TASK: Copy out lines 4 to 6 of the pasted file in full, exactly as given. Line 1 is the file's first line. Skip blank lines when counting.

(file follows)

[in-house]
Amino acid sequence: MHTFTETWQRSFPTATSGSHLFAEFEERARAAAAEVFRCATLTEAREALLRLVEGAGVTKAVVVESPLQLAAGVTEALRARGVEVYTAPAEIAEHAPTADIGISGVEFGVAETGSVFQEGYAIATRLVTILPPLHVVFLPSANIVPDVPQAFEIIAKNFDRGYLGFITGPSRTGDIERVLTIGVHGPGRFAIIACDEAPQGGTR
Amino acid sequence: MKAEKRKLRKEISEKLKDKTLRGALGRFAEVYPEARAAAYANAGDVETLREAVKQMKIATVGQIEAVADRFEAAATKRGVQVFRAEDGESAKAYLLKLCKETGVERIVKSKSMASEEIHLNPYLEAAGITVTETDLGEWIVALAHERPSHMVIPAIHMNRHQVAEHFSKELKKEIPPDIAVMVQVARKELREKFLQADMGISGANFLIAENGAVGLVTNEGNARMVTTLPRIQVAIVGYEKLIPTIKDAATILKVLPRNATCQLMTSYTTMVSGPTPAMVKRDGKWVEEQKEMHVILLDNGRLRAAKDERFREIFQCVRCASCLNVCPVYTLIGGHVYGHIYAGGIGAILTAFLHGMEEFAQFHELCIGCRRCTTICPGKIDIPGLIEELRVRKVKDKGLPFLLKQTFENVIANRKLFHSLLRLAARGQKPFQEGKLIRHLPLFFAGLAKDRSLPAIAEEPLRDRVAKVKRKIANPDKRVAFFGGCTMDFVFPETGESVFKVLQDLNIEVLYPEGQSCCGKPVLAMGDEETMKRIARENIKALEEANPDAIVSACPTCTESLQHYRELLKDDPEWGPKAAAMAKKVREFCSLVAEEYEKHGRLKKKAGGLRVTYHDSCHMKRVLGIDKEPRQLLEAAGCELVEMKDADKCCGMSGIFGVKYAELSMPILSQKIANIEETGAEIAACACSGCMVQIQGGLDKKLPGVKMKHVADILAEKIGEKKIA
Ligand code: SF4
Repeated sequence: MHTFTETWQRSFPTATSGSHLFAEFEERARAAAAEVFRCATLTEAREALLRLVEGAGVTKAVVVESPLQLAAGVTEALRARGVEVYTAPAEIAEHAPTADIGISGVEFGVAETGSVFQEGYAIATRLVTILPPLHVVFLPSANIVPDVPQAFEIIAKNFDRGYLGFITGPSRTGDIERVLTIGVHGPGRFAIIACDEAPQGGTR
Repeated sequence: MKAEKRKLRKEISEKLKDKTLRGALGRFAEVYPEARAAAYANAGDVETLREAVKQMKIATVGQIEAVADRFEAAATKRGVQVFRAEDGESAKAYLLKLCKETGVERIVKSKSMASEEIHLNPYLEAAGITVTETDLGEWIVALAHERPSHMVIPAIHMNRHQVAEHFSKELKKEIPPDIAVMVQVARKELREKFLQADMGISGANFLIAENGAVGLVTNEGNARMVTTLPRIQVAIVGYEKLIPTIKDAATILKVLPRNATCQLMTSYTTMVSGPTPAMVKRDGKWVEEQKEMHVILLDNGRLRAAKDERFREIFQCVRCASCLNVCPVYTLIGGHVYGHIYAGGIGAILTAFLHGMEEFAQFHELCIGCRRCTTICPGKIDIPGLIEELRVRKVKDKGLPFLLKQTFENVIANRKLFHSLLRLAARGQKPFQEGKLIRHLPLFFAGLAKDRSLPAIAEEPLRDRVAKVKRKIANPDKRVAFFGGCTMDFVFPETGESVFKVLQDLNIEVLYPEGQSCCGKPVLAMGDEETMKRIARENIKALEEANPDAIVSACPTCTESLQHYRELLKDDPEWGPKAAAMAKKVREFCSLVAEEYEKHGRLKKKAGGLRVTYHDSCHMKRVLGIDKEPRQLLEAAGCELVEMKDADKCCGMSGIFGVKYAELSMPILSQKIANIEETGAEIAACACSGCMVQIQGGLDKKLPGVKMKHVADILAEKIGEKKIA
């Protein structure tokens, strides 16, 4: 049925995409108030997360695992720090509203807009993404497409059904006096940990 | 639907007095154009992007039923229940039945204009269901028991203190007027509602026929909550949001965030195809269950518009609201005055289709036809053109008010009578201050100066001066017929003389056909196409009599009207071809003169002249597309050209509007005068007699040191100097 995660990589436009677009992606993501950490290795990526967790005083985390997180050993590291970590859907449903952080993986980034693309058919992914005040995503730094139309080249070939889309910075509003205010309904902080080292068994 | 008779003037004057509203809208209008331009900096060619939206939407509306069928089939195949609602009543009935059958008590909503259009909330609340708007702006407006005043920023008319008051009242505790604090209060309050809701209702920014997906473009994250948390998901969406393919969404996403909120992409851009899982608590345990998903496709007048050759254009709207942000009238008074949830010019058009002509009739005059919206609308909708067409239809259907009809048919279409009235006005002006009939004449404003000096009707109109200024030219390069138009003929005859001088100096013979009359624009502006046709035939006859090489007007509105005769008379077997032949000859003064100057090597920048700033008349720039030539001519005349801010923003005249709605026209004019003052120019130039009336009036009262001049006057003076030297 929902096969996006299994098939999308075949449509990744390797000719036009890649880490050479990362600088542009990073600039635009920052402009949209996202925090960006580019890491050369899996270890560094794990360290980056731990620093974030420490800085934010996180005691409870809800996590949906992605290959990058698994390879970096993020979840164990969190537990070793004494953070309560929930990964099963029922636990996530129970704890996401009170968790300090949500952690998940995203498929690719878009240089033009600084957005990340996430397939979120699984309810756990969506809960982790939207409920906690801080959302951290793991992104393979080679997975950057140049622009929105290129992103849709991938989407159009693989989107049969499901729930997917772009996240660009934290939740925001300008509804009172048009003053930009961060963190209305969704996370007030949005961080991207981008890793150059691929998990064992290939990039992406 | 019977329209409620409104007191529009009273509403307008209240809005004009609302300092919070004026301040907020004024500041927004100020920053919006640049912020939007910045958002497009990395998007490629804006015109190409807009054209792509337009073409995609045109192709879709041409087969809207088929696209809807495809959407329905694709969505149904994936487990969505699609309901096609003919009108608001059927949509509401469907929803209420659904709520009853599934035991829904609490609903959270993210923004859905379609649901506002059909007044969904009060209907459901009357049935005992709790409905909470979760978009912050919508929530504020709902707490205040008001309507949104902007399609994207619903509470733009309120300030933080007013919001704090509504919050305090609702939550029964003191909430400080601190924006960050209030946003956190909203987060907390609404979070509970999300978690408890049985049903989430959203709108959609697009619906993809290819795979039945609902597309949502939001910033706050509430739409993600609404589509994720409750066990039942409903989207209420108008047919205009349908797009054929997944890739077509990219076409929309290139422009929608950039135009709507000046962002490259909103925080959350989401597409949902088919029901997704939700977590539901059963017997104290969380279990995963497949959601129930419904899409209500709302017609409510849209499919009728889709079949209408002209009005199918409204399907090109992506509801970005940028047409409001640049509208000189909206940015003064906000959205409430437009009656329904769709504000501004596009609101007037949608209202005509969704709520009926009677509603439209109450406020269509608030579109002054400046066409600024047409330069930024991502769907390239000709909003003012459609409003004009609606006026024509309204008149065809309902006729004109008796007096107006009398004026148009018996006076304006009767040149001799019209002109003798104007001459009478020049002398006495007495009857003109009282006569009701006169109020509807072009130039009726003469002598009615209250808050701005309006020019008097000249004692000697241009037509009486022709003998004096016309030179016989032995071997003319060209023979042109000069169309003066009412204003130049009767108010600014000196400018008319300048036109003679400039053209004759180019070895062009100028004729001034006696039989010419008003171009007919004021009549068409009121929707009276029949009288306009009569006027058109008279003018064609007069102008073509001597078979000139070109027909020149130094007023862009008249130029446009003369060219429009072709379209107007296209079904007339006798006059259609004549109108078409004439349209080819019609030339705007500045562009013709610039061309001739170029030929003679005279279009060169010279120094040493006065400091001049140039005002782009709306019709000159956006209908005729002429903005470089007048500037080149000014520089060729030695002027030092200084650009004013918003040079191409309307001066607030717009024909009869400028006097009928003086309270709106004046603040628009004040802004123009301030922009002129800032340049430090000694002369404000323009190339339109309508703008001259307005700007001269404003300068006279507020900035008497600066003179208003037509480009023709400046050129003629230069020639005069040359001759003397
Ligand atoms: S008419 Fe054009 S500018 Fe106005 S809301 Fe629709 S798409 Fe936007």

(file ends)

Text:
Ligand code: SF4
Repeated sequence: MHTFTETWQRSFPTATSGSHLFAEFEERARAAAAEVFRCATLTEAREALLRLVEGAGVTKAVVVESPLQLAAGVTEALRARGVEVYTAPAEIAEHAPTADIGISGVEFGVAETGSVFQEGYAIATRLVTILPPLHVVFLPSANIVPDVPQAFEIIAKNFDRGYLGFITGPSRTGDIERVLTIGVHGPGRFAIIACDEAPQGGTR
Repeated sequence: MKAEKRKLRKEISEKLKDKTLRGALGRFAEVYPEARAAAYANAGDVETLREAVKQMKIATVGQIEAVADRFEAAATKRGVQVFRAEDGESAKAYLLKLCKETGVERIVKSKSMASEEIHLNPYLEAAGITVTETDLGEWIVALAHERPSHMVIPAIHMNRHQVAEHFSKELKKEIPPDIAVMVQVARKELREKFLQADMGISGANFLIAENGAVGLVTNEGNARMVTTLPRIQVAIVGYEKLIPTIKDAATILKVLPRNATCQLMTSYTTMVSGPTPAMVKRDGKWVEEQKEMHVILLDNGRLRAAKDERFREIFQCVRCASCLNVCPVYTLIGGHVYGHIYAGGIGAILTAFLHGMEEFAQFHELCIGCRRCTTICPGKIDIPGLIEELRVRKVKDKGLPFLLKQTFENVIANRKLFHSLLRLAARGQKPFQEGKLIRHLPLFFAGLAKDRSLPAIAEEPLRDRVAKVKRKIANPDKRVAFFGGCTMDFVFPETGESVFKVLQDLNIEVLYPEGQSCCGKPVLAMGDEETMKRIARENIKALEEANPDAIVSACPTCTESLQHYRELLKDDPEWGPKAAAMAKKVREFCSLVAEEYEKHGRLKKKAGGLRVTYHDSCHMKRVLGIDKEPRQLLEAAGCELVEMKDADKCCGMSGIFGVKYAELSMPILSQKIANIEETGAEIAACACSGCMVQIQGGLDKKLPGVKMKHVADILAEKIGEKKIA